11. See Chatlos Systems, Inc. v. National Cash Register Corp., 479 F. Supp. 738 (D.N.J. 1979), aff’d 635 F.2d 1081 (3rd Cir. 1980).


12. For a more complete discussion of the statute of limitations, see Dreier Co., Inc. v. Unitronix Corp., 218 N.J. Super. 260 (App. Div. 1986).


13 Glovatorium v. NCR Corporation, 684 F.2d 658 (9th Cir. 1982).


14 Clements Auto Company v. Service Bureau Corp., 444 F.2d 169 (8th Cir. 1971); See also U.C.C. §2-721 (stating "Remedies for material misrepresentation on fraud include all remedies available under this Article for non-fraudulent breach. Neither rescission or a claim for rescission of the contract for sale nor rejection or return of the goods shall bar or be deemed inconsistent with a claim for damages or other remedy").


15 Thomas v. Duralite Co., 386 F. Supp. 698 (D.N.J. 1974) aff’d in part, vacated in part 524 F.2d 577 (3rd Cir. 1975).


16 Weintraub v. Krobatsch, 64 N.J. 445 (1974); Indiana Ins. Co. v. Meeker-Magner Ins. Brokers and Consultants, Inc., 594 F. Supp. 262 (N.D. Ill. 1984).


17 Allstate Ins. Co. v. A.M. Pugh Associates, Inc., 604 F. Supp 85 (M.D. Pa. 1984).


18 Applications, Inc. v. Hewlett-Packard Co., 501 F. Supp. 129 (S.D.N.Y. 1980), aff’d 672 F.2d 1076 (2d Cir. 1982); The Glovatorium, Inc. v. NCR Corp., 684 F.2d 658 (9th Cir. 1982).


19 Accusystems, Inc. v. Honeywell Information Systems, 580 F. Supp. 474 (S.D.N.Y. 1984); Computer Systems Engineering, Inc. v. Quantel Corp., 740 F.2d 59 (1st Cir. 1984).


20 Invacare Corp. v. Sperry Corp., 612 F. Supp. 448 (N.D. Ohio 1984); Clements Auto Co. v. Service Bureau Corp., 444 F.2d 169 (8th Cir. 1971); Burroughs v. Hall Affiliates, Inc., 423 So.2d 1348 (Ala. 1982); Dunn Appraisal Co. v. Honeywell Information Systems, Inc., 687 F.2d 877 (6th Cir. 1982).


21 Office Supply v. Basic/Four Corp., 538 F. Supp. 776 (E.D. Wisc. 1982); Jaskey Finance & Leasing v. Display Data Corp., 564 F. Supp. 160 (E.D. Pa. 1983). Accord Spring Motors Distributors v. Ford Motor Co., 98 N.J. 555 (1985). Compare Invacare Corp. v. Sperry Corp., 612 F. Supp. 448, 454 (N.D. Ohio 1984), where the court held that "negligence in a business setting is clearly actionable."

22 See Chatlos Systems, Inc. v. National Cash Register Corp., 479 F. Supp. 738, 741 n.1 (D.N.J. 1979), aff’d 635 F.2d 1081 (3rd Cir. 1980); Triangle Underwriters, Inc. v. Honeywell, Inc., 604 F.2d 737, 745 (2d Cir. 1979). But see Data Processing Services, Inc. v. L.H. Smith Oil Corp., 492 N.E.2d 314 (Ct. App. Ind. 1986)


23 See Chatlos Systems, Inc. v. National Cash Register Corp., 479 F. Supp. 738, 741 n.1 (D.N.J. 1979), aff’d and remanded 635 F.2d 1081 (3rd Cir. 1980), appeal after remand 670 F.2d 1304 (1982), certiorari dismissed 102 S.Ct. 2918, 457 U.S. 1112, 73 L.Ed.2d 1323 (1982); Acme Pump Company, Inc. v. National Cash Register Corp., 337 A.2d 672 (Ct. Com. Pl. Conn. 1974).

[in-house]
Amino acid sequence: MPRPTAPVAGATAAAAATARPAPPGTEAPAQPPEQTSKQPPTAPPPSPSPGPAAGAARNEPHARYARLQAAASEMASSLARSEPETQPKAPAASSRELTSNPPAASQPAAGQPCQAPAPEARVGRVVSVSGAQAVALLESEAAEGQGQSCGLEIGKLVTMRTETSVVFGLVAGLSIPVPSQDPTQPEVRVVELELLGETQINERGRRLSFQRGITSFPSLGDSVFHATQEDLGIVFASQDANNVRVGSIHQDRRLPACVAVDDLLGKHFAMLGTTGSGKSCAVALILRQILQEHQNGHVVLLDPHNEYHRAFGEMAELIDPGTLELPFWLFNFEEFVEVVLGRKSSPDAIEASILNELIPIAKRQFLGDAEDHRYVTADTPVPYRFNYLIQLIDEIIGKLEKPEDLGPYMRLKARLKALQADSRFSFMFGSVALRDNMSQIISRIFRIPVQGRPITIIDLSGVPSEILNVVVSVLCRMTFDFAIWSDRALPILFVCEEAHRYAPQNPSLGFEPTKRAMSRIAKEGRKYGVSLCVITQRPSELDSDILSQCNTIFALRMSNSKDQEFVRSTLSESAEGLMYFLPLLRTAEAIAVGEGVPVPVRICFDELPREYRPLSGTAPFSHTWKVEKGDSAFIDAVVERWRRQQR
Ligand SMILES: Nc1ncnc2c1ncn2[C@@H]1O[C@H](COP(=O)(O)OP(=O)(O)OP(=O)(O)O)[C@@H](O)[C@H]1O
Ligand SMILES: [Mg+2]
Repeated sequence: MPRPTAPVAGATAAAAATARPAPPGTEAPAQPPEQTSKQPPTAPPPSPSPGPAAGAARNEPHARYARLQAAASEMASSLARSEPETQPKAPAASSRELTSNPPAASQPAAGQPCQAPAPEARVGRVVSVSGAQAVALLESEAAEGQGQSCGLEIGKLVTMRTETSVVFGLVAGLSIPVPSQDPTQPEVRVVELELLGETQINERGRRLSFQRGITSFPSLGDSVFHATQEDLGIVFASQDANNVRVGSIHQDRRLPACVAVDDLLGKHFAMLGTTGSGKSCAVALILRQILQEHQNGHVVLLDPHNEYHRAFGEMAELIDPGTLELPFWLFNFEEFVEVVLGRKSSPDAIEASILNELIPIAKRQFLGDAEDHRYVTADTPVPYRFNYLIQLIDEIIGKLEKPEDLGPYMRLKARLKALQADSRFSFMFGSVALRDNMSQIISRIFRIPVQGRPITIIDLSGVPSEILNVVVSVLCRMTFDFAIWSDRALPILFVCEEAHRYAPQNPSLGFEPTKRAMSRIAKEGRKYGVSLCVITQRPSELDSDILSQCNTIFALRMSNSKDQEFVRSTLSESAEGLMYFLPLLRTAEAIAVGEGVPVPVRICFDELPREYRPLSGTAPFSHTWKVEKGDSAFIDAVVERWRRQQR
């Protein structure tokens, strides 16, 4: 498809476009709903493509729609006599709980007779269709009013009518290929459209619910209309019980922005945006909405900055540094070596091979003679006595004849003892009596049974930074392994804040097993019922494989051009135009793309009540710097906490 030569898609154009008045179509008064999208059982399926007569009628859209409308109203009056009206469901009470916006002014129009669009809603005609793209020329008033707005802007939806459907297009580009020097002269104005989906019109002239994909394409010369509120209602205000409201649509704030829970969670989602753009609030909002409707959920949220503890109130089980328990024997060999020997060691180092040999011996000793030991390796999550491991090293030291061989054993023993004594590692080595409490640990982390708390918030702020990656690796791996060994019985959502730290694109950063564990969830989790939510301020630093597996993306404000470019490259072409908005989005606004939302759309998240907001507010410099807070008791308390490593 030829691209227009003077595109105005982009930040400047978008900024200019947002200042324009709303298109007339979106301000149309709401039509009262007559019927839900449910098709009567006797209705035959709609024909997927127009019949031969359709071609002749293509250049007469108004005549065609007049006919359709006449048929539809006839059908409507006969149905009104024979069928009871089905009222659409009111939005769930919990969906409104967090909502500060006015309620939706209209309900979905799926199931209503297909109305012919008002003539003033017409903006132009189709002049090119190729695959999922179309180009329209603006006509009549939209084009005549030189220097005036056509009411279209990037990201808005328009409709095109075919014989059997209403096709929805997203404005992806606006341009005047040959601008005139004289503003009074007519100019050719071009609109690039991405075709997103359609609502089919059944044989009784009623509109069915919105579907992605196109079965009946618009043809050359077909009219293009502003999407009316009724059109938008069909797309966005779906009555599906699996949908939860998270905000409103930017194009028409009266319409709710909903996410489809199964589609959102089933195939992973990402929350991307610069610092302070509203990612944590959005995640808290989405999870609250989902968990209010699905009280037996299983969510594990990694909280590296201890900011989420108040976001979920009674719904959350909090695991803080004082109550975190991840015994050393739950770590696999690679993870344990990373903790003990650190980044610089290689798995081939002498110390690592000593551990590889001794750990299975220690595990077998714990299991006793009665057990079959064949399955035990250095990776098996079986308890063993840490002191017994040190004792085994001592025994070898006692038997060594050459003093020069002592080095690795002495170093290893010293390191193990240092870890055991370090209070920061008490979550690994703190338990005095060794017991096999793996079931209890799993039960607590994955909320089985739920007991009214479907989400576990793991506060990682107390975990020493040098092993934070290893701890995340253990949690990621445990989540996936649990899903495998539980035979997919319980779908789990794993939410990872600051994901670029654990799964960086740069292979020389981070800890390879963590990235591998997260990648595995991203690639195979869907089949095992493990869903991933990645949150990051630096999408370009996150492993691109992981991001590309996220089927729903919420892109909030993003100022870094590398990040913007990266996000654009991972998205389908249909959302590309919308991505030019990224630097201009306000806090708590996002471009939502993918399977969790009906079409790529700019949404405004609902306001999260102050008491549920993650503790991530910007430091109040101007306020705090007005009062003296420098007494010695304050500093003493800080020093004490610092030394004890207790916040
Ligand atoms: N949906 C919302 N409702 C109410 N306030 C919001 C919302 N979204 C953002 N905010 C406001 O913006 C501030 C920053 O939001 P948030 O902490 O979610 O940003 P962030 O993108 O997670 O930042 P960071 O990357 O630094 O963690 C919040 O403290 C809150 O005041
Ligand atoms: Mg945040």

24 See e.g., Consolidated Data Terminal Co. v. Applied Digital systems, Inc., 708 F.2d 385 (9th Cir. 1983).


25 See Bruffey Contracting Co. v. Burroughs Corp., 522 F. Supp. 769 (D. Md. 1981).


26 Chatlos Systems, Inc. v. National Cash Register Corp., 479 F. Supp. 738, 741 n.1 (D.N.J. 1979), aff’d and remanded 635 F.2d 1081 (3rd Cir. 1980), appeal after remand 670 F.2d 1304 (1982), certiorari dismissed 102 S.Ct. 2918, 457 U.S. 1112, 73 L.Ed.2d 1323 (1982).


27 479 F. Supp. at 743 n.2.


28 See also, Computerized Radiological Service v. Syntex, 595 F. Supp. 1495 (E.D.N.Y. 1984).


29 See, e.g., Entre Computer Centers v. FMG of Kansas City, 819 F.2d 1279 (4th Cir. 1987).


30 See, e.g., Tandy v. Marymac, 213 U.S.P.Q. (BNA) 702 (S.D. Tex. 1981).


31 See, e.g., Hundred East Credit Corp. v. Eric Shuster, 212 N.J. Super. 350 (App. Div. 1986), which held that the New Jersey Consumer Fraud Act applied to the sale to a corporation of a business computer.


32. See Doyle v. Northrop Corp., 455 F. Supp. 1318, 1326 (D.N.J. 1978); In re Lea Fabrics, Inc., 226 F. Supp. 232, 236 (D.N.J. 1964).


33. See Gladden v. Cadillac Motor Car Division, 83 N.J. 320, 330 (1980).


34. Office Supply Co. Inc. v. Basic/Four Corp., 538 F. Supp. 776 (E.D. Wisc. 1982).


35. See Garden State Food Co. v. Sperry Rand Corp., 512 F. Supp. 975 (D.N.J. 1981); Chatlos Systems, Inc. v. NCR Corporation, 479 F. Supp. 738, 745 (D.N.J. 1979), aff’d and remanded, 635 F.2d 1081 (3rd Cir. 1980).


36. Beal v. General Motors, 354 F. Supp. 423, 426 (D. Del. 1973); Riley v. Ford Motor Company, 442 F.2d (5th Cir. 1971); Chatlos Systems, Inc. v. National Cash Register Corporation, 635 F.2d 1081 (3rd Cir. 1980).


37. U.C.C. §2-715(2).


38. Teamsters Security Fund v. Sperry Rand Corp., 6 C.L.R.S. 951 (N.D. Cal. 1971).


39. Office Supply Co. Inc. v. Basic/Four Corp., 538 F. Supp. 776 (E.D. Wisc. 1982).


40. Consolidated Data Terminals v. Applied Digital Data Systems, 708 F.2d 385 (9th Cir. 1983).


41. See Chatlos Systems v. National Cash Register Corp., supra; Acme Pump Company, Inc. v. National Cash Register Co., 337 A.2d 672 (Ct. Com. Pl. Conn. 1974).


42. See Bakal v. Burroughs Corporation, 43 N.Y.S.2d 541 (Sup. Ct. 1972).


43. Spring Motors Distributors, Inc. v. Ford Motor Co., 98 N.J. 555 (1985).


44. Triangle Underwriters, Inc. v. Honeywell, Inc., 457 F. Supp. 765 (E.D.N.Y. 1978).


45. Georgetown School of Science and Arts, Ltd. v. Microsystems Engineering Corp. and Everett Karels, No. 81-0422 (D. D.C., Feb. 29, 1984).


46. Brooks, Fredrick P., Jr., The Mythical Man-Month, Addison Wesley, Reading, Massachusetts, 1982, 0650, ISBN 0-201-00650-2, YZAABB-AL-8987, Library of Congress Catalog Card No. 74-4714


47. Kremen, Stanley H., Error Severity and Debugging, Computer Forensics Online, Vol. 2-No. 1, November 1998,


48. The Dreier Company, Inc. v. Unitronix Corporation and Andrew Yasenchak, 218 N.J. Super. 260 (App. Div. 1986)


49. Brooks, Fredrick P., Jr., The Mythical Man-Month, Addison Wesley, Reading, Massachusetts, 1982, 0650, ISBN 0-201-00650-2, YZAABB-AL-8987, Library of Congress Catalog Card No. 74-4714